The Czech Republic has been without a fully-fledged government since the October election. President Miloš Zeman is expected next week to name Andrej Babiš, now head of the ‘government in resignation’, as prime minister. But the form that his government might take – and its chances of survival – are far from certain.
Zeman first named Slovak-born billionaire turned Czech politician Andrej Babiš as prime minister last December. His centrist party ANO had handily won the election that autumn, but his minority government lost a vote of confidence in January.
Babiš is now hoping that the second time’s a charm. Following his meeting with President Zeman on Thursday at the president’s retreat in Lány, he told journalists the expected timeline.
“The president informed me that he will name me prime minister on June 6th, next Wednesday, at 2pm. And I was given a deadline to present a new government.”
The caretaker prime minister reportedly has been given until June 20th to present the Czech president with his list of prospective ministers. If Zeman approves them, Babiš will call another confidence vote some three weeks later.
“We can then ask for the confidence of the lower house, a vote which I expect will come after the 10th of July, sometime during that week.”
After months of wrangling, ANO in early May struck an agreement with the centre-left Social Democrats to form a coalition. That party’s rank-and-file members have yet to approve the deal, which will be put to an internal referendum on June 15th. Zeman has given Babiš until June 20th to present his Cabinet, but the president is not obliged to accept it.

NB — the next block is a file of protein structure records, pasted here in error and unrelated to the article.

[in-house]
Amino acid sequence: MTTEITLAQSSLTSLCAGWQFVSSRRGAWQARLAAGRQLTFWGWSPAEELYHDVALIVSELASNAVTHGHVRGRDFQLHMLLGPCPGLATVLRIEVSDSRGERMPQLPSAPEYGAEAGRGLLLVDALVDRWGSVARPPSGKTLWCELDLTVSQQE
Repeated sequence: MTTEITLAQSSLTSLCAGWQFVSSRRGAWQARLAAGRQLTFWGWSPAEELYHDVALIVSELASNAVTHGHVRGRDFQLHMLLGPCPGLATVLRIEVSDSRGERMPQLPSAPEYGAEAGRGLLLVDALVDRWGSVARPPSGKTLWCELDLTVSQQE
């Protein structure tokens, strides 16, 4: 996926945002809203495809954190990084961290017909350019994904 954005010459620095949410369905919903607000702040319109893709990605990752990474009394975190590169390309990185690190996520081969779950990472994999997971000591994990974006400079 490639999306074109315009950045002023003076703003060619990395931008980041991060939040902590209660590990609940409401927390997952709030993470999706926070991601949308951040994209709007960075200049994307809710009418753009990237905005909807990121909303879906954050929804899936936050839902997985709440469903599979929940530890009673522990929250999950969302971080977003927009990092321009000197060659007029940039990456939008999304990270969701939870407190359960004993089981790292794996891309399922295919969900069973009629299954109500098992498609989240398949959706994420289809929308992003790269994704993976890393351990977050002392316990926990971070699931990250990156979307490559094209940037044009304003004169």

Babiš has struggled to gain coalition partners while fighting charges that a decade ago he illegally gained EU subsidies meant for small Czech businesses. As a condition for joining a Babiš-led government, the Social Democrats secured an agreement that the billionaire leader would step down if found guilty in that EU fraud case.
Even if all goes as Babiš hopes, an ANO-Social Democrat coalition would still be a minority government, with only 93 out of 200 seats in the lower house. So Babiš would need support from somewhere, likely from the unreformed Communist Party. If the ANO-Social Democrat deal does falls through, Babiš has said an early election could be held next spring. That could also see the current political instability lasting over a year and a half.
In the meantime, the only real option left to Babiš would be to form a minority government tolerated by the Communists on the far left and the anti-EU Freedom and Direct Democracy (SPD) party on the far right. Other sizable parliamentary parties, such as the Pirate Party, have ruled out any cooperation with him.
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